’89

In a picture that dates back to 89’,
my mother holds me close, my brother as well.
She cradles us on top of a bar stool, points at the camera and smiles.

She thinks this is love.
But this is a disaster.
This is hatred, cultivating, soon to blossom into a putrid onion.
This is pain in seven years.
This is self-infliction in ten more years.
This is addiction.
This is debt.
This is me, wanting to die in my mid-twenties.

A careless moment stopping to take a picture, placing down drinks, setting aside conscience thought.
A moment forever captured in time with old Kodak film.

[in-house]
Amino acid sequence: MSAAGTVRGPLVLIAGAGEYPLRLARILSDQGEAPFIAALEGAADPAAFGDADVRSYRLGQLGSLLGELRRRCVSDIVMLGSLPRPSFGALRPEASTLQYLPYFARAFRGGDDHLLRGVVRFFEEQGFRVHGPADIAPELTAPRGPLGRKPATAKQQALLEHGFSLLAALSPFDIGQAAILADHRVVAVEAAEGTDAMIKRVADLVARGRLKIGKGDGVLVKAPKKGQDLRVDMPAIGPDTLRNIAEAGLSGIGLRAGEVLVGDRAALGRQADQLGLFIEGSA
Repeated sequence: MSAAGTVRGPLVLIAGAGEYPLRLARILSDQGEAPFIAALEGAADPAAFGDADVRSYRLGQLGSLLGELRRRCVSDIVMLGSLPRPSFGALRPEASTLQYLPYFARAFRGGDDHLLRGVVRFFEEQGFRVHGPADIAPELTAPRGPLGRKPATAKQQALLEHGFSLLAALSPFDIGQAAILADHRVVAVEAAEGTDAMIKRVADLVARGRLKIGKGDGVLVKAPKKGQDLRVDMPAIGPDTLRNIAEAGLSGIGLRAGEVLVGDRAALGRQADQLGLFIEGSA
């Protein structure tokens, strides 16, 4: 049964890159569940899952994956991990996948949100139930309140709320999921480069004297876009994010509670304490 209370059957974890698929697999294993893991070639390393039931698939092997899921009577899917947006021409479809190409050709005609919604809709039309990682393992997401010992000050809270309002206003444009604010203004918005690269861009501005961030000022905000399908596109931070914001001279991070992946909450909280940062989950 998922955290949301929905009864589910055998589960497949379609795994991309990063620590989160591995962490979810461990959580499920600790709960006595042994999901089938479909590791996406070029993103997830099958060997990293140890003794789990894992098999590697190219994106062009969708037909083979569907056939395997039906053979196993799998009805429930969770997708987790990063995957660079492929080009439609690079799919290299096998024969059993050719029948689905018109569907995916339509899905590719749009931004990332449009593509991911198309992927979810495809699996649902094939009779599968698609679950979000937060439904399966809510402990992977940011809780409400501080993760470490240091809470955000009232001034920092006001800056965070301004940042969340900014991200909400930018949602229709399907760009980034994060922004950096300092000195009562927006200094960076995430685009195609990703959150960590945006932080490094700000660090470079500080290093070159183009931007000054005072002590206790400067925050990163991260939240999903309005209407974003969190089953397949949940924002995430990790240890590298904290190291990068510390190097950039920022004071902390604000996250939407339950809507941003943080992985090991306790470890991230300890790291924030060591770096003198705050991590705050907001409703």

This moment, in 1989, will be my buying out agreement from life when I’ve grown tired of dragging my feet upon the dirt that was laid for me by the almighty lord himself.

God has given me precious life and glorious soil to walk upon,
but he has left me with a sick brain.

Richard DeFino

Ricky De Fino grew up in New York City and currently resides in Buffalo NY. When he isn’t writing about his anxiety and his crazy Bronx upbringing, he enjoys watching countless hours of television with his wife Andrea, cat Bebe and dog Zeke. Two years sober, good coffee and veganism keeps him sane. His work can be found in Two Cities Review, tNY Press, Purple Pig Lit, Dialougal and Cycatrix Press.

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